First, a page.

Wednesday, June 30, 2010

Oh, Reagan

I can’t believe it’s only Wednesday! I feel like I’ve been in New York for so long! Today Beulah and I woke up early to hit the gym. We were pleasantly surprised because Columbia has a really nice facility. 

We had yet another library orientation at Butler library and we worked on our research papers. I read a lot today about Reagan and Grenada. It’s so interesting that Reagan had a list of justifications for invading the country but they didn’t have much evidence of being true. I’m really excited to discover more about Reagan and his use of speech to convince and persuade America.

Tonight I’m attending the campus-wide scavenger hunt. Hopefully it’ll be really fun! Then later I think our suite is watching The Hangover together. Have a good night everyone!

1 comment:

  1. Michelle,

    In your research, you need to look at the timing of this invasion and the political benefits to Reagan.

    The timing of this invasion was always suspect. Two days prior to the invasion the Marine barracks in Beirut was bombed with a loss of 299 servicemen. Many people felt that we were lax in our security measures and this terrorist act could have been prevented.

    Two days later the US invades Granada and quickly conquers the forces that had overthrown the legitimate government 12 days earlier (and their Cuban supporters).

    The talk around the country was that this was a diversionary move aimed at taking the American people's minds off of the terrorist act against the US and the possible failure of our government to prevent it by showing the power of the US forces by restoring freedom and democracy to a struggling nation.

    [I always found it strange that more than 19,000 medals were awarded for this exercise even though there were only about 7,300 troops involved with the actual invasion.]

    Reagan was known as The Great Communicator (a title given to him by his own supporters). He had some great public relations people helping him to craft his message and, having spent his life as an actor, he could craft his message so the people would ignore what was really being said and why it was being said because they were so enamored by the way it was being said.

    Reagan was President more than a quarter of a century ago and he's still highly controversial. When a right wing politician wants to ingratiate his followers he simply invokes Reagan and his followers go rabid in their devotion to him. At almost every Republican National Convention the candidates will claim to be Ronald Reagan Republicans.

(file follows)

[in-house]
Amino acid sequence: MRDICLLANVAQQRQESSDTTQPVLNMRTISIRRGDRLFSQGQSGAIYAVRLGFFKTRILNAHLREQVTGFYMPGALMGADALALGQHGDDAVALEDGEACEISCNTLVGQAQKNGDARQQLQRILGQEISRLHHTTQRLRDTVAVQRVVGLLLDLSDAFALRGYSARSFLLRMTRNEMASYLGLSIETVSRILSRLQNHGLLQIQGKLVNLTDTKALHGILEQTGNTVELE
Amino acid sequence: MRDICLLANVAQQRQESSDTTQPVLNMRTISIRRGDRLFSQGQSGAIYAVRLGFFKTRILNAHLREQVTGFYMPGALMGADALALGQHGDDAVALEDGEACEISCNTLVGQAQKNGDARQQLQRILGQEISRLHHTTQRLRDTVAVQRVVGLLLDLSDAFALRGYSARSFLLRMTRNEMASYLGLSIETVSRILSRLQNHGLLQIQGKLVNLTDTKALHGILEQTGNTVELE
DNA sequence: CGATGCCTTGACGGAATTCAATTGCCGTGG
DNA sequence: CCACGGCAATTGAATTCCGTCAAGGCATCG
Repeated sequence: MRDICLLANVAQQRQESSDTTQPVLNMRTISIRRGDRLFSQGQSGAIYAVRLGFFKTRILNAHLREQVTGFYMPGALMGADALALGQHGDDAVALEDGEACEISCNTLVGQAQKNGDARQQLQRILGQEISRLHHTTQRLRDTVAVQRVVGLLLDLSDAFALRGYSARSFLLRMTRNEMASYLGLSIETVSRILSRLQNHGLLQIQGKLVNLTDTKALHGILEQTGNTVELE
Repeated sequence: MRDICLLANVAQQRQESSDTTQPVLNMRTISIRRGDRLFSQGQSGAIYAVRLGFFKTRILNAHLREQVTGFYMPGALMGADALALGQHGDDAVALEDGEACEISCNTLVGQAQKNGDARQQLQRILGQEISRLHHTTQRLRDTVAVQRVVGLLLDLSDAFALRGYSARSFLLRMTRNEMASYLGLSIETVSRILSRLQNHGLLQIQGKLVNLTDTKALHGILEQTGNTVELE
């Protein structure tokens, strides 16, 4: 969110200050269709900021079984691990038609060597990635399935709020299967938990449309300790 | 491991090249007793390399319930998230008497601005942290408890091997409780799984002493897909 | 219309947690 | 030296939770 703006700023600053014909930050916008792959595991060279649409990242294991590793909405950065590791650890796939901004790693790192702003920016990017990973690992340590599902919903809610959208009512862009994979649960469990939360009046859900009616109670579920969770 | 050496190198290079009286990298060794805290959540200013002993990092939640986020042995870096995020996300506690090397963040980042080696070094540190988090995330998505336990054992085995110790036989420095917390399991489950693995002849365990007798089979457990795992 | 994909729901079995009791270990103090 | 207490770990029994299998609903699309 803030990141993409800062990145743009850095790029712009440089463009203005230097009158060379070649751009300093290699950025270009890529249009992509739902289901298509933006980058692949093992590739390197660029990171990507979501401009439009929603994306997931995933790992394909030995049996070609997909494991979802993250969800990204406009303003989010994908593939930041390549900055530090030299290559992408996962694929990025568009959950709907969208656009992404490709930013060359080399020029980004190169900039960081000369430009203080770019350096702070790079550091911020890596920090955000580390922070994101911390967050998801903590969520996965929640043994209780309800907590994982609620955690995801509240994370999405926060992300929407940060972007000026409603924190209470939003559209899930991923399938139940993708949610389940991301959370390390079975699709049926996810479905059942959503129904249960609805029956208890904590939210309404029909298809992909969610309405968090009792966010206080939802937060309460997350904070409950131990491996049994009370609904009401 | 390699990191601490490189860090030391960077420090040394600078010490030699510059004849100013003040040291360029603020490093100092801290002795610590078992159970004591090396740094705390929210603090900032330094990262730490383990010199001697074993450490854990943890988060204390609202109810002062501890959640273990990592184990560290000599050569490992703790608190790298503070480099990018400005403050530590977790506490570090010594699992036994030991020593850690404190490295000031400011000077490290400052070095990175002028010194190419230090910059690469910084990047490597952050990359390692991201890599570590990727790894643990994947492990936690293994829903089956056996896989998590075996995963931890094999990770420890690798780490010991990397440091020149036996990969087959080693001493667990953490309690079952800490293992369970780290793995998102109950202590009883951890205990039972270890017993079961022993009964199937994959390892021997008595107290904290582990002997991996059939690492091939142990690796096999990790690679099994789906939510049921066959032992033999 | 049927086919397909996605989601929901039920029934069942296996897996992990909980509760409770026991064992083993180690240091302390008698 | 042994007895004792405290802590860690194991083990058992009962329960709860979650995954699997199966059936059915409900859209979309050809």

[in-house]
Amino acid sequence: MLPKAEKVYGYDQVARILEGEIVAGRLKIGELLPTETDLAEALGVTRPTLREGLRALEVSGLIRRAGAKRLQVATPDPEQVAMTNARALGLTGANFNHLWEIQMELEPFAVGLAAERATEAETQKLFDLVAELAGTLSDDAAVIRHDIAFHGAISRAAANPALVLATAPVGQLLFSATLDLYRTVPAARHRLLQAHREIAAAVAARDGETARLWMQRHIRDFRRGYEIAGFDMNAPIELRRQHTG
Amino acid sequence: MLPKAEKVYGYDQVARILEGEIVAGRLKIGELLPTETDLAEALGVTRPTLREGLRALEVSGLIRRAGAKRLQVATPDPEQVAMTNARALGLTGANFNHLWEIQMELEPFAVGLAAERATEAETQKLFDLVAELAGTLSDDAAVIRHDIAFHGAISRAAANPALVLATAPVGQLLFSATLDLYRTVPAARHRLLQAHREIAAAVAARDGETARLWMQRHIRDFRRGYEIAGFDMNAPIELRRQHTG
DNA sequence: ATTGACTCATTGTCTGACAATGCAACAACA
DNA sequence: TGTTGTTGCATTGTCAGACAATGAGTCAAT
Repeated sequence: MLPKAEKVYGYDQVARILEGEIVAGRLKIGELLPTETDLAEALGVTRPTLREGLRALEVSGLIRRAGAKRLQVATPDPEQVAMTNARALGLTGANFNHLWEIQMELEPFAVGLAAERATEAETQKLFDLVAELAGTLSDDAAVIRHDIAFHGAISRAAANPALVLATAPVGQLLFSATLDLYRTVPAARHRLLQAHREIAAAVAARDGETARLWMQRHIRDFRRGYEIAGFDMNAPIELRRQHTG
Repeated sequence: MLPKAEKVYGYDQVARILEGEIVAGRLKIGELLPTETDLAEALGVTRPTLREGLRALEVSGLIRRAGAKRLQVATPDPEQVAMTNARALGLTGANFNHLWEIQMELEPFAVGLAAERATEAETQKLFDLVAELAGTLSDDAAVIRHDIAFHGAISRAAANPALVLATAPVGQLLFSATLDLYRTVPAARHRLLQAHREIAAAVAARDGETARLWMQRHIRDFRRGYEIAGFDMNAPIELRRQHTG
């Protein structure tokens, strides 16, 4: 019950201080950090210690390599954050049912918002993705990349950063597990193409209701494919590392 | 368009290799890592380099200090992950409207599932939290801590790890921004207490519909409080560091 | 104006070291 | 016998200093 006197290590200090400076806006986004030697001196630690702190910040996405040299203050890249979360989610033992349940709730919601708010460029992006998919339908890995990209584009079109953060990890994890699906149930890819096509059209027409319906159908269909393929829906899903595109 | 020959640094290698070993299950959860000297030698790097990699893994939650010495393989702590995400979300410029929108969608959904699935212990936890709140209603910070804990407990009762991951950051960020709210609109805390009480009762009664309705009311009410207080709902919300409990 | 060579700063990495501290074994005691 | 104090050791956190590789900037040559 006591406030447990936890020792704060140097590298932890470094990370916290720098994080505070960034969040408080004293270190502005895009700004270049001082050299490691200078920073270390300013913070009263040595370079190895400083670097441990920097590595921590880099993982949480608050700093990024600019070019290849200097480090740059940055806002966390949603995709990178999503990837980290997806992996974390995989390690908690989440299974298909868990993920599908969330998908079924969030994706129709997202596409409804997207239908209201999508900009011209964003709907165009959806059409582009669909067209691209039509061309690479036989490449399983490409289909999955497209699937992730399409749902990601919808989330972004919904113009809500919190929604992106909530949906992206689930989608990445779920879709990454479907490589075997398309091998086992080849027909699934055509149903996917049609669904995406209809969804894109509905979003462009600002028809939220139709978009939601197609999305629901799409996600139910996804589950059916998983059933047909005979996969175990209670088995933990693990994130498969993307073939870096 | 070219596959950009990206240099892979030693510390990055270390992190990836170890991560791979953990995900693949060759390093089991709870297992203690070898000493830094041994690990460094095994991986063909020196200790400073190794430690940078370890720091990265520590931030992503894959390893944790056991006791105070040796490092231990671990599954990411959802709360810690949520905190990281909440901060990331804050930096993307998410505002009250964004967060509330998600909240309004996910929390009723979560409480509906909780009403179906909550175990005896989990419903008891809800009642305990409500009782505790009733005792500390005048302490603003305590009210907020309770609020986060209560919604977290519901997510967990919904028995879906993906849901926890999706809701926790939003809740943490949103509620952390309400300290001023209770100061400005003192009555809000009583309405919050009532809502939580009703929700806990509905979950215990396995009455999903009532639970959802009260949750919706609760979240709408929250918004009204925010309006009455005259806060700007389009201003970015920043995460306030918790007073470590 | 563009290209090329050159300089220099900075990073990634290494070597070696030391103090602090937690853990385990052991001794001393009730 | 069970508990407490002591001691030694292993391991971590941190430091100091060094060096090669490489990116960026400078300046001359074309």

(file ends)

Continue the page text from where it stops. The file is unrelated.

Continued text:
On the other side of the coin, many liberals still despise Reagan and everything he stood for.

    Their are frequent efforts to honor Reagan. There are major airports and freeways named after him, a $4.5 billion dollar aircraft carrier and numerous parks. Efforts were made a few years ago (and still pop up from time to time) to replace the visage of Roosevelt on the dime with that of Reagan's. Even here in California there is a measure in Assembly Committee right now to create a state holiday honoring Reagan.

    My own beliefs about honoring someone is that there should be an overwhelming groundswell of support for the person being honored or it becomes too much of a divisive issue. I think that at this time there is still too much animosity surrounding Ronald Reagan from his time as Governor of California and from his time as President. Too many sores that haven't healed. Perhaps time will smooth things out but that time may not have come.

    Along that line, we've often seen how history has been written so future generations get the wrong impression of a person or an incident. If the readers didn't have first hand knowledge about that person or event they might be inclined to believe what they're reading instead of delving in deeper to learn more.

    Richard Nixon certainly had his troubles but after he resigned in disgrace he spent the rest of his life trying to rehabilitate history to make himself appear to be something he wasn't. What will future generations believe about him?